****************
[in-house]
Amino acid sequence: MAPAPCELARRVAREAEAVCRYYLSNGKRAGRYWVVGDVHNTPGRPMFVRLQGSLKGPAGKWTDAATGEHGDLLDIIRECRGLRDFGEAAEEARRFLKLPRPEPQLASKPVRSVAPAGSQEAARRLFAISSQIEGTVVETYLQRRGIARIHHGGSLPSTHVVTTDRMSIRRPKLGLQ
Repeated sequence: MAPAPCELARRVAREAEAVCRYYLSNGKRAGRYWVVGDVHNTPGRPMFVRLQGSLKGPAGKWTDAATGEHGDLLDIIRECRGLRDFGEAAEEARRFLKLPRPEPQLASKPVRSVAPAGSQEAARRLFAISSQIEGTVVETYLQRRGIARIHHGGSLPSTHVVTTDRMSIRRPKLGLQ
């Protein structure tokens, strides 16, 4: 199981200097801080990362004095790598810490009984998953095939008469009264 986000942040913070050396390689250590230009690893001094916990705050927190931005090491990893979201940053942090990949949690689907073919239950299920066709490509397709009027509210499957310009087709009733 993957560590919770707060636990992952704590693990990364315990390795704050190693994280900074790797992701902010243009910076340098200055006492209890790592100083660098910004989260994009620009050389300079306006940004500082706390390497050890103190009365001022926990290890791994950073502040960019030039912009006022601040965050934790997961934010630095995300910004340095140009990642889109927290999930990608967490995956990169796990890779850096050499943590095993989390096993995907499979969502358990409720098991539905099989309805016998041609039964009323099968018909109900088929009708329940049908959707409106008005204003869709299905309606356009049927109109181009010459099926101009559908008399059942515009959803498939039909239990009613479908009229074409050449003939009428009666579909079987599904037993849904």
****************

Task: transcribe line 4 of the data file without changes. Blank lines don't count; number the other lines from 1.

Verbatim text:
């Protein structure tokens, strides 16, 4: 199981200097801080990362004095790598810490009984998953095939008469009264 986000942040913070050396390689250590230009690893001094916990705050927190931005090491990893979201940053942090990949949690689907073919239950299920066709490509397709009027509210499957310009087709009733 993957560590919770707060636990992952704590693990990364315990390795704050190693994280900074790797992701902010243009910076340098200055006492209890790592100083660098910004989260994009620009050389300079306006940004500082706390390497050890103190009365001022926990290890791994950073502040960019030039912009006022601040965050934790997961934010630095995300910004340095140009990642889109927290999930990608967490995956990169796990890779850096050499943590095993989390096993995907499979969502358990409720098991539905099989309805016998041609039964009323099968018909109900088929009708329940049908959707409106008005204003869709299905309606356009049927109109181009010459099926101009559908008399059942515009959803498939039909239990009613479908009229074409050449003939009428009666579909079987599904037993849904």